Chapter 4.Self: Virtues of Character


Why We Should All Think of Ourselves as Sinners

One of the strangest ideas bequeathed to us by religion is the notion that it might be wise and socially beneficial to think of ourselves as being, every one of us, sinners.

This seems, at first glance, both patently untrue – and deeply unhelpful. The vast majority of us have committed no particularly egregious crime and might feel understandably targeted and shamed to have to carry such a dark and archaic title. Furthermore, a burden of non-specific guilt seems like a sure route to damaged morale and a hounded personality.

But the counter-argument runs like this. Simply stated: the only people who can count as good are those who are modestly and openly prepared to acknowledge their potential, and active tendencies, to be less than perfect. And the truly bad and dangerous among us are those who have never suspected they might such things.

It is, in other words, a sense of innocence and purity that renders people properly unpleasant and dangerous, for it removes their capacity for introspection, moderation, guilt and atonement, the ingredients upon which true goodness is founded. Nice people aren’t without flaws; they’re just unusually aware of them, and unusually committed to overcoming them. Only with an ongoing degree of self-doubt and self-reflection can we check our myriad tendencies to native arrogance and cruelty. The real monsters are those who feel they could never be anything but unblemished; who are in love with a sense of their own virtue.

We need to accept with grace that we’re geniuses at fixating on the wrongs of others and at eliding evidence of our own less than ideal natures. We can see the lies of others so clearly; our own mendacity is frankly always a very real surprise. The aggression, stupidity and sheer evil exhibited by them – the target group of our anger – renders us immediately incensed and impassioned. But that we have been less than perfect in another area, this remains truly puzzling and unfamiliar news.

The cardinal sin here is a feeling of righteousness. Being right and being righteous are painfully different concepts. When we are right, we are so within a specific context, on one occasion, but we have no guarantee of being so again. The moment of rightness has to be earned, never assumed. However, when we are righteous, we feel ourselves to be right not only on this occasion – but on all others too. We trust ourselves to be above being evil – and therefore become so with particular insidiousness.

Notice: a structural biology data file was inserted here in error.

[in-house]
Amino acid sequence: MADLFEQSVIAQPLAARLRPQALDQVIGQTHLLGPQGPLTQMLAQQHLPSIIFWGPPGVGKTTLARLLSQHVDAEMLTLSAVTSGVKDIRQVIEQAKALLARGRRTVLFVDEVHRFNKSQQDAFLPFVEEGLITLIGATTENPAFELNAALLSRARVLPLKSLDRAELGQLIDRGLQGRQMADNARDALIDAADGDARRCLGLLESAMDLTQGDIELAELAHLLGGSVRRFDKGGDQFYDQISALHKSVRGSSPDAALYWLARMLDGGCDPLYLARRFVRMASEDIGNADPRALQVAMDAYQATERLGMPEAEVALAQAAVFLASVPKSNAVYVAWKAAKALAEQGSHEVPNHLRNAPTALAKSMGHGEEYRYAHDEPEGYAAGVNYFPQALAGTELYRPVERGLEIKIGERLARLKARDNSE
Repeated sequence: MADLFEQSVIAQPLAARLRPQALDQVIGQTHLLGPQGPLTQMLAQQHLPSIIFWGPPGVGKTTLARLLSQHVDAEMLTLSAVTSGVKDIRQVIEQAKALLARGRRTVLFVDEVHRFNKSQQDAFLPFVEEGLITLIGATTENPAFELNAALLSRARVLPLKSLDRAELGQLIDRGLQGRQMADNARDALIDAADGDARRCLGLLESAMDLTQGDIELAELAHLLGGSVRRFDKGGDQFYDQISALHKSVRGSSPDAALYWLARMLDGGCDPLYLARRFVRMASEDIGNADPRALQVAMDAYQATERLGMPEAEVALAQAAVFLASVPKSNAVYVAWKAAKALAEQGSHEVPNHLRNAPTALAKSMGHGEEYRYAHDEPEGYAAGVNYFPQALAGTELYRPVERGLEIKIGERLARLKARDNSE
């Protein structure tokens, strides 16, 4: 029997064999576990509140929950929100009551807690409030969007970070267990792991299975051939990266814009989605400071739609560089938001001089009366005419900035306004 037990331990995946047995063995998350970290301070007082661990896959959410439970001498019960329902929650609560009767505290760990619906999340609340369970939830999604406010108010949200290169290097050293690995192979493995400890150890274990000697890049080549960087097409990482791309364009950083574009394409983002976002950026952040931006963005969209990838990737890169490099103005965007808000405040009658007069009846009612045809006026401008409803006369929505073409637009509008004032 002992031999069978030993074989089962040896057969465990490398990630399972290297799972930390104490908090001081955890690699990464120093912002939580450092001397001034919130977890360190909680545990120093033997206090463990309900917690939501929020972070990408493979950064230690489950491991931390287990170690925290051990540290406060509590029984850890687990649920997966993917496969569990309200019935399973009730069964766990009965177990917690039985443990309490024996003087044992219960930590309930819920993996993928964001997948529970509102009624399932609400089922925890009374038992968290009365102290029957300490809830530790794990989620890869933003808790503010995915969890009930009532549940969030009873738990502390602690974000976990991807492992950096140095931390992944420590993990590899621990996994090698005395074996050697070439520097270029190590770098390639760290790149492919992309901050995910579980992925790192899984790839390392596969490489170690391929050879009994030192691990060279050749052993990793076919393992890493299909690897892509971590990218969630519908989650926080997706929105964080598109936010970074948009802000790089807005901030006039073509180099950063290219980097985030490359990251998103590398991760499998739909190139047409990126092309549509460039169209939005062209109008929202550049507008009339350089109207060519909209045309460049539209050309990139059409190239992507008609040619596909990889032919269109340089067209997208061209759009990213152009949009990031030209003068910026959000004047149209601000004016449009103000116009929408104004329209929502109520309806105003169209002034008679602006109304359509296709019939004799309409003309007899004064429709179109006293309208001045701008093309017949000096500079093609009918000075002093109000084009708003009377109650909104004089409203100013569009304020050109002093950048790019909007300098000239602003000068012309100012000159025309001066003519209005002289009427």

A sense of purity is a particular error of the adolescent (and the adolescentally-minded) because they are as yet more likely not to have sinned yet – or only in ways that are hidden, incipient and tentative. They look only at the evidence of the sins of their elders and superiors. How normal to conclude then, that they must be good in and of themselves – and that it is the rest of the world that will always be corrupt and wicked. It is no coincidence that in revolutionary armies, it has traditionally been the youngest soldiers, that is, the soldiers most convinced of their own purity, who have shown the greatest ruthlessness to the enemy.

A good community isn’t one where there is a feeling that everyone can one day be pure, but rather one with a sense of how close everyone is to being bad, which breeds a group commitment to increasing the amount of self-observation, confession, productive guilt, tolerance, understanding, and kindness in circulation.

Good people know never to allow the rightness of a specific cause they’re involved with to function as an excuse to abandon manners, tolerance and modesty. People who think they are good are no so such thing: they just lack imagination and self-knowledge. The evidence would be there if there eyes were open enough to see it.

Far from demeaning us, the idea that we are all sinners is the surest guarantee of virtue.

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